“Everyone thinks of changing the world, but no one thinks of changing himself.” —Leo Tolstoy
Shortly after I was promoted to a management position in 2005, I had two direct reports quit within six months of each other. I’ll never forget their similar reasons for leaving, which they made sure to tell me: “I just don’t like the way you treat me, Preston. And, well, you’re condescending.”
Me? Condescending? As if they know the pressure I have to deal with. Like they have the experience to do what I do.
Before their departures, I was on the fast-track to success. I figured that if I continued driving change, performing well, and delivering results during my new assignment, I’d be promoted again. My leadership skills were blooming, and I was confident in my ability to make a positive difference.
But all too soon, our results nosedived. I struggled to gain traction with my new manager, team, and business partners. I constantly bickered with my manager and always felt like I had to prove myself. I felt maltreated and disrespected.
I saw my team as a means to an end and never made any true connections. Then those two direct reports left. Covering for my lost employees, I constantly traveled and consequently exhausted myself.
Career-wise, I’d hit rock bottom. At that point, I journaled:
My heart is heavy today. I feel crushed. The past few weeks were extremely difficult. Another employee quit, I received feedback on my condescending tone again, role shift, and an overall feeling of devaluation. My manager continues to dissect every comment I make and criticize my actions. This year’s been a valley of despair. I feel torn apart and weak.
Inevitably, my challenges at work spilled over to my home life, where I was always irritable. To top it off, my beloved grandfather, Papa, passed away.
Something had to change.
Thankfully, my manager directed me to engage an executive coach and help me fix things. And so, I did. I also began to pray and read the Bible more intentionally. I sought God’s help in the depths of my despair. As I prayed and worked with my coach, I realized the common thread in all my issues was me.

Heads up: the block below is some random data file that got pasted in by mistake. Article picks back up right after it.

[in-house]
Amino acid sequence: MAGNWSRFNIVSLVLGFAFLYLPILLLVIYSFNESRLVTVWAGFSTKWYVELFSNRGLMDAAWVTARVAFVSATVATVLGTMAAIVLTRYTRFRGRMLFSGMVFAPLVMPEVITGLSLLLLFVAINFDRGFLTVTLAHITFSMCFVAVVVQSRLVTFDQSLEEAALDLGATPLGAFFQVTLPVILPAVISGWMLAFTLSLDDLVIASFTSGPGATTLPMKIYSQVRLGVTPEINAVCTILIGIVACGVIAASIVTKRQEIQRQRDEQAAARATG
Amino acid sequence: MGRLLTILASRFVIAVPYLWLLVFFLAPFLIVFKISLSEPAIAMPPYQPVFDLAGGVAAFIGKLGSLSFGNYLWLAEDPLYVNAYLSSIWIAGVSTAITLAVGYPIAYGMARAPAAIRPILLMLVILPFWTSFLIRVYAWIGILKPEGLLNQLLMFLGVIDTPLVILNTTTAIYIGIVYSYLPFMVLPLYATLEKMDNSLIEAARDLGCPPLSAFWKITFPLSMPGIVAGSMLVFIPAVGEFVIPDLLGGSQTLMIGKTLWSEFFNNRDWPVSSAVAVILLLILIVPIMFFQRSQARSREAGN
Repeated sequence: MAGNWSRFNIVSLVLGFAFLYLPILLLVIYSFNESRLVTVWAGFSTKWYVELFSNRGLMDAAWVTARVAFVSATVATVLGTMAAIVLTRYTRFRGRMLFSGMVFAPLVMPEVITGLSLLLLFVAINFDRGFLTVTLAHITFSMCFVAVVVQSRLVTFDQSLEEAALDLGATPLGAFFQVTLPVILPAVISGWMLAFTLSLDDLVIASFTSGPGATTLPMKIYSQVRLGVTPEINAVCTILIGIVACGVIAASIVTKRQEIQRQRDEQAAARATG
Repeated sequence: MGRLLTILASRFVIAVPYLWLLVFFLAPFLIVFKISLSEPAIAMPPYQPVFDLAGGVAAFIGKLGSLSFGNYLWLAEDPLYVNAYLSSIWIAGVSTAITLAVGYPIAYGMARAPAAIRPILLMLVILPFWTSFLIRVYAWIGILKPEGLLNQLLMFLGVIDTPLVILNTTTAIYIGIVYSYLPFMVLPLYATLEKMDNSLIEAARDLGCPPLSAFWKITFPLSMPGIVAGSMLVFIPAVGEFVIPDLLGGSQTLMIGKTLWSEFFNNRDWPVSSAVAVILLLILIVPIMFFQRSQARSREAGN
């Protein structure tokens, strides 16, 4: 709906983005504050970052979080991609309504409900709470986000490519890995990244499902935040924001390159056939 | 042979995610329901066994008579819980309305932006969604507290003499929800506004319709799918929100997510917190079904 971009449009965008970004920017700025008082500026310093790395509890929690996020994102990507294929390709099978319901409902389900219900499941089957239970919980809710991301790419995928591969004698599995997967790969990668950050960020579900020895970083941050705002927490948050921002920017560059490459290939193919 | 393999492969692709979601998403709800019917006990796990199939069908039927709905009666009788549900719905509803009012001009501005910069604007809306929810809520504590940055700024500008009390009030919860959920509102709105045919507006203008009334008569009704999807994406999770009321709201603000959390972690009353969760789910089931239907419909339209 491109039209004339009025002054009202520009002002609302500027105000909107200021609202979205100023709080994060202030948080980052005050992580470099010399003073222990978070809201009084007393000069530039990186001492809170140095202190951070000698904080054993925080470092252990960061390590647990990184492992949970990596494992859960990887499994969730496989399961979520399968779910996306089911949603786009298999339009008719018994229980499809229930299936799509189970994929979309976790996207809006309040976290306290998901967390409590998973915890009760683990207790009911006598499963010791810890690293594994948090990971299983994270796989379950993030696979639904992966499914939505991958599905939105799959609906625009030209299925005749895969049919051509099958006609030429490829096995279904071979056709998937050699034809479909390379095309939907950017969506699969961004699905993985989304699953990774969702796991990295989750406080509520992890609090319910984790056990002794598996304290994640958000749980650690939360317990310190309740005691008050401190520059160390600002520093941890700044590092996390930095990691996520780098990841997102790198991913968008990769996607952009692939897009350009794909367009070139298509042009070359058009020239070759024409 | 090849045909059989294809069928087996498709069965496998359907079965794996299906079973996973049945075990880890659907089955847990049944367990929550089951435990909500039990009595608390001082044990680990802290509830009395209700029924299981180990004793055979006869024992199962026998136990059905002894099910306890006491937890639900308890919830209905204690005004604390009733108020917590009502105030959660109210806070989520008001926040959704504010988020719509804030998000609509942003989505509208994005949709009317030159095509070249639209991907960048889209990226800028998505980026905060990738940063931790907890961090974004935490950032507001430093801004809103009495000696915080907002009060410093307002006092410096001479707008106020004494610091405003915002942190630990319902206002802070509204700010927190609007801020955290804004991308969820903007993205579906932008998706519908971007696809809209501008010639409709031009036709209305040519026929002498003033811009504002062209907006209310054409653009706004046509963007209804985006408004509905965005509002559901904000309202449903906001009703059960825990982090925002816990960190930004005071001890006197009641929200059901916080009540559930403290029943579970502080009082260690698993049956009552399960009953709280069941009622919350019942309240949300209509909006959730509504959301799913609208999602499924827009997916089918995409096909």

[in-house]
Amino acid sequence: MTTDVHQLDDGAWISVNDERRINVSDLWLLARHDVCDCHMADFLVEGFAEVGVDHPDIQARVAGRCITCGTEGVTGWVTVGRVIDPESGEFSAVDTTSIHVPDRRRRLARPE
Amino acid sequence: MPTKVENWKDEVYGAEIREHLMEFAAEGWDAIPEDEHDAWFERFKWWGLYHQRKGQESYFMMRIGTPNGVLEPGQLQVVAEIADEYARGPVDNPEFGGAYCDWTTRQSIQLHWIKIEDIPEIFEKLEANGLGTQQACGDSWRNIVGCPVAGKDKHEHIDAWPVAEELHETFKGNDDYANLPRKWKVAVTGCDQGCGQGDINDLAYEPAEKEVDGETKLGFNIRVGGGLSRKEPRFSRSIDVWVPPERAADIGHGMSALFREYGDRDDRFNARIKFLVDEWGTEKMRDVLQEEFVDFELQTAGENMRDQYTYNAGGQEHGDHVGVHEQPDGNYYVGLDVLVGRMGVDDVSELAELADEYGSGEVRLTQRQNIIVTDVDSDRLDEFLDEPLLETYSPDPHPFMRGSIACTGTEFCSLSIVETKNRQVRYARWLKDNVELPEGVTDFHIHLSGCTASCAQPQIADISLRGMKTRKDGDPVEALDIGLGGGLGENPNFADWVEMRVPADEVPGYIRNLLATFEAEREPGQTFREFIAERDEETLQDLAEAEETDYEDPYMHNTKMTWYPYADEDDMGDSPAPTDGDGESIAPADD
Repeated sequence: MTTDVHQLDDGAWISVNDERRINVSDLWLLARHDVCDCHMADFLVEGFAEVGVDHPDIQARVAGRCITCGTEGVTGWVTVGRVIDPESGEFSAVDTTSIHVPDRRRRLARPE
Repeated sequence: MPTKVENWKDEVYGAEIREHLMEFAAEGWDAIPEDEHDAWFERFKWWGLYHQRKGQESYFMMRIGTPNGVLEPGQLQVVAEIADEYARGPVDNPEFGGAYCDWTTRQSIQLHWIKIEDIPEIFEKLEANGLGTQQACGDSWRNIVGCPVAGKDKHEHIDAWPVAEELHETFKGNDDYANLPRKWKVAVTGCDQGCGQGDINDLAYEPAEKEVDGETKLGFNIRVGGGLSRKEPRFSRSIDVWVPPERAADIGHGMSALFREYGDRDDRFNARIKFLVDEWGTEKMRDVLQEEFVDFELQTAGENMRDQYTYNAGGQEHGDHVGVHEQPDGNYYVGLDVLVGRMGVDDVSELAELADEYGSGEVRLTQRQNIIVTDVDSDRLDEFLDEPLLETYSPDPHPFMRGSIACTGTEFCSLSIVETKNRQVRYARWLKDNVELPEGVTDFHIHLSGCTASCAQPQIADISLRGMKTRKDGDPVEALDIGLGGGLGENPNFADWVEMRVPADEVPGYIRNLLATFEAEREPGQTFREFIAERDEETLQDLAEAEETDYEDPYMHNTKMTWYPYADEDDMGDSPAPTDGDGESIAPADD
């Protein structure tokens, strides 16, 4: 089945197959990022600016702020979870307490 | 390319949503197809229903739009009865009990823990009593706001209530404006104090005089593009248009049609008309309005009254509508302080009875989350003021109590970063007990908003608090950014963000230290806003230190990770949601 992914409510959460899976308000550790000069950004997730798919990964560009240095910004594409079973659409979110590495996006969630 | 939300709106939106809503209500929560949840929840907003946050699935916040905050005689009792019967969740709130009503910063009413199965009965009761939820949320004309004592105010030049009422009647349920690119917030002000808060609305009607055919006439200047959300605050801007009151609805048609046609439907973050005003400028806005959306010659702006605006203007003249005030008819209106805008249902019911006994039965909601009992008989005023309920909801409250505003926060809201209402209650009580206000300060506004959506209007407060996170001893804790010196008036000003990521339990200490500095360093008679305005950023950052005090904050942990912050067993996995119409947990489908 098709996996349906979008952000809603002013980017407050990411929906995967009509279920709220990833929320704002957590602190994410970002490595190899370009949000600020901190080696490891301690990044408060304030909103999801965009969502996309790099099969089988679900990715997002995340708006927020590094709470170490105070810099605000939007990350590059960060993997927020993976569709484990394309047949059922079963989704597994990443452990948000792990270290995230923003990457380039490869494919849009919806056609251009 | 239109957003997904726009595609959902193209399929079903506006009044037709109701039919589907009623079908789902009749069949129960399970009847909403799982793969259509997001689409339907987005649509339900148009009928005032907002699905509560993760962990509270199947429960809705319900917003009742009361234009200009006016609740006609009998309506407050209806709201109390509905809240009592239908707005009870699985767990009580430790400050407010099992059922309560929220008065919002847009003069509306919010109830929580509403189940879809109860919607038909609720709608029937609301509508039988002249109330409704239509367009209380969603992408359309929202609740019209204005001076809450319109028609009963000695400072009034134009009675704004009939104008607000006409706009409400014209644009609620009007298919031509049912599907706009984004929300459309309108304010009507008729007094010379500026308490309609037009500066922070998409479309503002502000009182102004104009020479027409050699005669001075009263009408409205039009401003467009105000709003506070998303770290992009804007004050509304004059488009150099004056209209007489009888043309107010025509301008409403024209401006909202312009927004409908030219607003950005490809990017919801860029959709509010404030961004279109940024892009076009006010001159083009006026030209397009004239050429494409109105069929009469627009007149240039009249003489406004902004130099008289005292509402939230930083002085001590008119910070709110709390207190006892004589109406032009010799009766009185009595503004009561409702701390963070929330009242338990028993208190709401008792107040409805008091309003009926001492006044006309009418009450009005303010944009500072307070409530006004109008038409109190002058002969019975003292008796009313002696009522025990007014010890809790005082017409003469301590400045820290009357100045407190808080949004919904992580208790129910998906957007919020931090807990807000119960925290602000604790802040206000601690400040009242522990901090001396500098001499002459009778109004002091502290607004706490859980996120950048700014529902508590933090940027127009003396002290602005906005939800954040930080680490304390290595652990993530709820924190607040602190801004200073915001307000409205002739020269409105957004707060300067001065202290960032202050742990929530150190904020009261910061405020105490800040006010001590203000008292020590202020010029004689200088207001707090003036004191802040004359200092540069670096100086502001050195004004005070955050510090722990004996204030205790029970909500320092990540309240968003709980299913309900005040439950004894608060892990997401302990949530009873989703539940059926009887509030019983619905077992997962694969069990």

I wasn’t acting like a leader—at my job, at my home, or of myself. My spiritual life and work life were incongruent. I went to church on Sunday but acted like an atheist during the workweek. At work, I thought I had all of the leadership and management stuff figured out and didn’t need God’s wisdom, help, or direction.
In other words, I was condescending even toward God.
Still, through these trials and tribulations, God answered my prayer and broke me. In my breaking, I realized I needed to change before I could create positive change in the workplace. I discovered that the surest way to realize my leadership potential was to become a follower of Jesus—not just on Sunday or at home, but twenty-four hours a day, seven days a week. I needed to take what I learned in the church pew and live it out in the workplace.
I needed to become a discipled leader.
I’ve worked at Fortune 500 companies for decades. I know what it’s like to be responsible for multi-million-dollar budgets, to lead employees of all kinds, and to work for highly driven executives. I’ve been blessed to be recognized within my industry many times over for the work that my team and I have accomplished. I believe I’m a hard worker who asks the best of myself and my employees. My professional path has not always been smooth—whose is? But I remain grateful for every job I’ve ever had. My career has given me much.
But I never want to lose sight of my first calling as a disciple of Christ.
Yet, when you spend forty or eighty hours a week at your job, it’s easy to lose perspective. You slide into the false belief that what you do defines you rather than allowing who you are define what you do. And, if you’re a Christian, who you are is a disciple of Christ.
So why does it seem like there’s a dearth of disciples in today’s secular marketplace? Why does it sometimes feel as if you’re the only Christian at your job? How are you supposed to bring the world-opposing tenets of the Christian faith to bear on your everyday professional decisions?
Surprisingly—and it took me a long time to figure this out—it’s not about changing your leadership style. While learning how to be a better leader is necessary, and many excellent books have been written to that end, changing your style won’t change who you are.
Who you are needs to change before what you do changes.
In my book, The Discipled Leader, I share ten stories that delve into the seldom-discussed connection between personal discipleship and corporate leadership. Each story is accompanied by two imperatives: one for your spiritual life and one for your leadership. I hope you’ll see how these imperatives are connected to each other within each chapter. I pray that you’ll begin to see and experience how what you hear from God in the quiet of your morning prayers translates to effective leadership, even in the noise of a busy workday.
If you’re a struggling Christian leader in the secular marketplace, I pray you’ll be challenged to engage in the hard work of daily discipleship. If you’re an experienced leader, I pray you’ll be reminded of the fundamentals of the faith and the desperate need to disciple other Christian leaders.
Becoming who you’re meant to be as a Christian leader doesn’t begin with focusing on leadership. Your calling toward better leadership is a calling toward deeper discipleship.
That’s how you become a discipled leader.
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